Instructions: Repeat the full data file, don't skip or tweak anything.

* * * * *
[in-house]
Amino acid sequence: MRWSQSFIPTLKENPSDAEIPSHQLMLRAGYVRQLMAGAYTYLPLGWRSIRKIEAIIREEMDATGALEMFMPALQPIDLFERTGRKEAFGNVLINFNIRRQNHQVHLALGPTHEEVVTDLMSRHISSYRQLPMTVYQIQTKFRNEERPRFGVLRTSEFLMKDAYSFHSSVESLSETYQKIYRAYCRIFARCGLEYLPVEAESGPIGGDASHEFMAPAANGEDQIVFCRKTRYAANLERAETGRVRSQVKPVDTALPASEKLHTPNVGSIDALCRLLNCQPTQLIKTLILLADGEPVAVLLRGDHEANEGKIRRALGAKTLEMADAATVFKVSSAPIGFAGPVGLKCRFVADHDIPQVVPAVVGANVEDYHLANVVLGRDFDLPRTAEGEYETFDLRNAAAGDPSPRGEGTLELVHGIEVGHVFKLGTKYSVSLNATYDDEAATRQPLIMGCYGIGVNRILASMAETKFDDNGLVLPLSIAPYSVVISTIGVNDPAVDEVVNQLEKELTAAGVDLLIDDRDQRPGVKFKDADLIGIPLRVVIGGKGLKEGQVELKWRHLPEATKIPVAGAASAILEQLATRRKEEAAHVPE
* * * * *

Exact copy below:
[in-house]
Amino acid sequence: MRWSQSFIPTLKENPSDAEIPSHQLMLRAGYVRQLMAGAYTYLPLGWRSIRKIEAIIREEMDATGALEMFMPALQPIDLFERTGRKEAFGNVLINFNIRRQNHQVHLALGPTHEEVVTDLMSRHISSYRQLPMTVYQIQTKFRNEERPRFGVLRTSEFLMKDAYSFHSSVESLSETYQKIYRAYCRIFARCGLEYLPVEAESGPIGGDASHEFMAPAANGEDQIVFCRKTRYAANLERAETGRVRSQVKPVDTALPASEKLHTPNVGSIDALCRLLNCQPTQLIKTLILLADGEPVAVLLRGDHEANEGKIRRALGAKTLEMADAATVFKVSSAPIGFAGPVGLKCRFVADHDIPQVVPAVVGANVEDYHLANVVLGRDFDLPRTAEGEYETFDLRNAAAGDPSPRGEGTLELVHGIEVGHVFKLGTKYSVSLNATYDDEAATRQPLIMGCYGIGVNRILASMAETKFDDNGLVLPLSIAPYSVVISTIGVNDPAVDEVVNQLEKELTAAGVDLLIDDRDQRPGVKFKDADLIGIPLRVVIGGKGLKEGQVELKWRHLPEATKIPVAGAASAILEQLATRRKEEAAHVPE